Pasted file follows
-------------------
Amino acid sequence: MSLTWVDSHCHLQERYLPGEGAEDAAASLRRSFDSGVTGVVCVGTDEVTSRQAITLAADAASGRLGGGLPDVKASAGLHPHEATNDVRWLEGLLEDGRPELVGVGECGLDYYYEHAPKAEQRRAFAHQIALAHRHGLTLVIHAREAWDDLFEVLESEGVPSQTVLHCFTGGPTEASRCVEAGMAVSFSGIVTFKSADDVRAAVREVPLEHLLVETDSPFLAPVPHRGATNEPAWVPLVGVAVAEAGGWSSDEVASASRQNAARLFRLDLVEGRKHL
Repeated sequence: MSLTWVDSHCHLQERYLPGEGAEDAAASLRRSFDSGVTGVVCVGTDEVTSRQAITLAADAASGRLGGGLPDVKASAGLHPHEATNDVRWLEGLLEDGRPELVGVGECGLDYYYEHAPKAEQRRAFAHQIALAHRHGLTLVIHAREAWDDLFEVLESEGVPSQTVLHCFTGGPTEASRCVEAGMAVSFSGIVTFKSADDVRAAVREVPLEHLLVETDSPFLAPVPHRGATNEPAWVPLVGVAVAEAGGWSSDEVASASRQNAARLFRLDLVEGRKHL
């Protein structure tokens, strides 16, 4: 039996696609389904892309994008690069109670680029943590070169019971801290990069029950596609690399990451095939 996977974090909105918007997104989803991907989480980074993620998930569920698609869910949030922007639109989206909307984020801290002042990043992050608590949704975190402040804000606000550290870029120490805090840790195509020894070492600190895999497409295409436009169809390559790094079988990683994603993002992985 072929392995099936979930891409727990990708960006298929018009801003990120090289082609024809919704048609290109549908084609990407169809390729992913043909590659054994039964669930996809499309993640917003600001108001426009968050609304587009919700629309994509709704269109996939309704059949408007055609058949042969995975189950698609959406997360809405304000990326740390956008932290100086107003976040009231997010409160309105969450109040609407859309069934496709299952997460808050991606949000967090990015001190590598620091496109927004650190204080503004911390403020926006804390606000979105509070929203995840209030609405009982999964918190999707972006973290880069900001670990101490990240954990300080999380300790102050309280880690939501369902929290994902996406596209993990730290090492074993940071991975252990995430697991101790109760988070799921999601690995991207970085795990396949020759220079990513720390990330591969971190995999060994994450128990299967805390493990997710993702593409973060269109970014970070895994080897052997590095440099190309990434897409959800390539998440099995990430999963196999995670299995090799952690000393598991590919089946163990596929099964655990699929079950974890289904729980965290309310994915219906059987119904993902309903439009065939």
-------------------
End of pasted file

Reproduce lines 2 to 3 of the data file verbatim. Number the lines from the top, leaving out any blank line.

Repeated sequence: MSLTWVDSHCHLQERYLPGEGAEDAAASLRRSFDSGVTGVVCVGTDEVTSRQAITLAADAASGRLGGGLPDVKASAGLHPHEATNDVRWLEGLLEDGRPELVGVGECGLDYYYEHAPKAEQRRAFAHQIALAHRHGLTLVIHAREAWDDLFEVLESEGVPSQTVLHCFTGGPTEASRCVEAGMAVSFSGIVTFKSADDVRAAVREVPLEHLLVETDSPFLAPVPHRGATNEPAWVPLVGVAVAEAGGWSSDEVASASRQNAARLFRLDLVEGRKHL
């Protein structure tokens, strides 16, 4: 039996696609389904892309994008690069109670680029943590070169019971801290990069029950596609690399990451095939 996977974090909105918007997104989803991907989480980074993620998930569920698609869910949030922007639109989206909307984020801290002042990043992050608590949704975190402040804000606000550290870029120490805090840790195509020894070492600190895999497409295409436009169809390559790094079988990683994603993002992985 072929392995099936979930891409727990990708960006298929018009801003990120090289082609024809919704048609290109549908084609990407169809390729992913043909590659054994039964669930996809499309993640917003600001108001426009968050609304587009919700629309994509709704269109996939309704059949408007055609058949042969995975189950698609959406997360809405304000990326740390956008932290100086107003976040009231997010409160309105969450109040609407859309069934496709299952997460808050991606949000967090990015001190590598620091496109927004650190204080503004911390403020926006804390606000979105509070929203995840209030609405009982999964918190999707972006973290880069900001670990101490990240954990300080999380300790102050309280880690939501369902929290994902996406596209993990730290090492074993940071991975252990995430697991101790109760988070799921999601690995991207970085795990396949020759220079990513720390990330591969971190995999060994994450128990299967805390493990997710993702593409973060269109970014970070895994080897052997590095440099190309990434897409959800390539998440099995990430999963196999995670299995090799952690000393598991590919089946163990596929099964655990699929079950974890289904729980965290309310994915219906059987119904993902309903439009065939």